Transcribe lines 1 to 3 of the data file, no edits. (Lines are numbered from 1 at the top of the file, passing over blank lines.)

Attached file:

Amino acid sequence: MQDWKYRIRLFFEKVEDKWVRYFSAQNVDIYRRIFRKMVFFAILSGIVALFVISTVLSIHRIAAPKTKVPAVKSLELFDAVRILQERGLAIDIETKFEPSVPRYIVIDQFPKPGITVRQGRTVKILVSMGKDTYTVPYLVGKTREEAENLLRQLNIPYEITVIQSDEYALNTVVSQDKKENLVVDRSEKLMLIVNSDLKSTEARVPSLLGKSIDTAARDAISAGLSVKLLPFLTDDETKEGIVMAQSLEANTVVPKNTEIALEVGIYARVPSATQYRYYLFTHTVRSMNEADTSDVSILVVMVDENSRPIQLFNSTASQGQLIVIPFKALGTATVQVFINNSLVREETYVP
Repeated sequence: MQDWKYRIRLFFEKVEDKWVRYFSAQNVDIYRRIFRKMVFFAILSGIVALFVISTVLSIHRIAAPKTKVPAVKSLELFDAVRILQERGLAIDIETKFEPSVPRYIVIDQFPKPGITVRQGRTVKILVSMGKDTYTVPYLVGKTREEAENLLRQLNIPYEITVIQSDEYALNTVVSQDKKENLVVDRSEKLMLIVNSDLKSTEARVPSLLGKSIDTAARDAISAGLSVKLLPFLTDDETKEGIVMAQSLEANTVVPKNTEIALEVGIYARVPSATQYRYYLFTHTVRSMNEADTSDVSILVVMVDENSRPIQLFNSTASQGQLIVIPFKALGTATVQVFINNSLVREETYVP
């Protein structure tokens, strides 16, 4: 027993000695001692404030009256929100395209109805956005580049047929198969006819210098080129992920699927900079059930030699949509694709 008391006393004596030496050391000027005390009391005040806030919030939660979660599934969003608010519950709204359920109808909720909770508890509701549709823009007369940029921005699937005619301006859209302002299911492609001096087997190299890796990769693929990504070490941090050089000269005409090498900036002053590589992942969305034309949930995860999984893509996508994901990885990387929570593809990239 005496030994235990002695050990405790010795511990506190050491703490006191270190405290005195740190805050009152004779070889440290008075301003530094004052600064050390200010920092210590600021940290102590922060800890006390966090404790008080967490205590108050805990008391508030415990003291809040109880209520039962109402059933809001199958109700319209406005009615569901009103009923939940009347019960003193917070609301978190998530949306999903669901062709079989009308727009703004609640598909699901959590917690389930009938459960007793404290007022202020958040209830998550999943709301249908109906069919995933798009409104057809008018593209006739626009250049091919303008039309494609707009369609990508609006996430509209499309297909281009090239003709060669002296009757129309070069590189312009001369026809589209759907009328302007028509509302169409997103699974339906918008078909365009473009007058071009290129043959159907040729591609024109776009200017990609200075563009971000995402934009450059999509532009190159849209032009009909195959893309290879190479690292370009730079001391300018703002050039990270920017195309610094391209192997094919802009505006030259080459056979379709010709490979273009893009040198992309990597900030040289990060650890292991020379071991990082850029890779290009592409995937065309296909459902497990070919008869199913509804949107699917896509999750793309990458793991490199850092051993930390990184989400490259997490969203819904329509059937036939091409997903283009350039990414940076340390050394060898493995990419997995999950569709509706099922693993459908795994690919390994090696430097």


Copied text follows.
Amino acid sequence: MQDWKYRIRLFFEKVEDKWVRYFSAQNVDIYRRIFRKMVFFAILSGIVALFVISTVLSIHRIAAPKTKVPAVKSLELFDAVRILQERGLAIDIETKFEPSVPRYIVIDQFPKPGITVRQGRTVKILVSMGKDTYTVPYLVGKTREEAENLLRQLNIPYEITVIQSDEYALNTVVSQDKKENLVVDRSEKLMLIVNSDLKSTEARVPSLLGKSIDTAARDAISAGLSVKLLPFLTDDETKEGIVMAQSLEANTVVPKNTEIALEVGIYARVPSATQYRYYLFTHTVRSMNEADTSDVSILVVMVDENSRPIQLFNSTASQGQLIVIPFKALGTATVQVFINNSLVREETYVP
Repeated sequence: MQDWKYRIRLFFEKVEDKWVRYFSAQNVDIYRRIFRKMVFFAILSGIVALFVISTVLSIHRIAAPKTKVPAVKSLELFDAVRILQERGLAIDIETKFEPSVPRYIVIDQFPKPGITVRQGRTVKILVSMGKDTYTVPYLVGKTREEAENLLRQLNIPYEITVIQSDEYALNTVVSQDKKENLVVDRSEKLMLIVNSDLKSTEARVPSLLGKSIDTAARDAISAGLSVKLLPFLTDDETKEGIVMAQSLEANTVVPKNTEIALEVGIYARVPSATQYRYYLFTHTVRSMNEADTSDVSILVVMVDENSRPIQLFNSTASQGQLIVIPFKALGTATVQVFINNSLVREETYVP
């Protein structure tokens, strides 16, 4: 027993000695001692404030009256929100395209109805956005580049047929198969006819210098080129992920699927900079059930030699949509694709 008391006393004596030496050391000027005390009391005040806030919030939660979660599934969003608010519950709204359920109808909720909770508890509701549709823009007369940029921005699937005619301006859209302002299911492609001096087997190299890796990769693929990504070490941090050089000269005409090498900036002053590589992942969305034309949930995860999984893509996508994901990885990387929570593809990239 005496030994235990002695050990405790010795511990506190050491703490006191270190405290005195740190805050009152004779070889440290008075301003530094004052600064050390200010920092210590600021940290102590922060800890006390966090404790008080967490205590108050805990008391508030415990003291809040109880209520039962109402059933809001199958109700319209406005009615569901009103009923939940009347019960003193917070609301978190998530949306999903669901062709079989009308727009703004609640598909699901959590917690389930009938459960007793404290007022202020958040209830998550999943709301249908109906069919995933798009409104057809008018593209006739626009250049091919303008039309494609707009369609990508609006996430509209499309297909281009090239003709060669002296009757129309070069590189312009001369026809589209759907009328302007028509509302169409997103699974339906918008078909365009473009007058071009290129043959159907040729591609024109776009200017990609200075563009971000995402934009450059999509532009190159849209032009009909195959893309290879190479690292370009730079001391300018703002050039990270920017195309610094391209192997094919802009505006030259080459056979379709010709490979273009893009040198992309990597900030040289990060650890292991020379071991990082850029890779290009592409995937065309296909459902497990070919008869199913509804949107699917896509999750793309990458793991490199850092051993930390990184989400490259997490969203819904329509059937036939091409997903283009350039990414940076340390050394060898493995990419997995999950569709509706099922693993459908795994690919390994090696430097």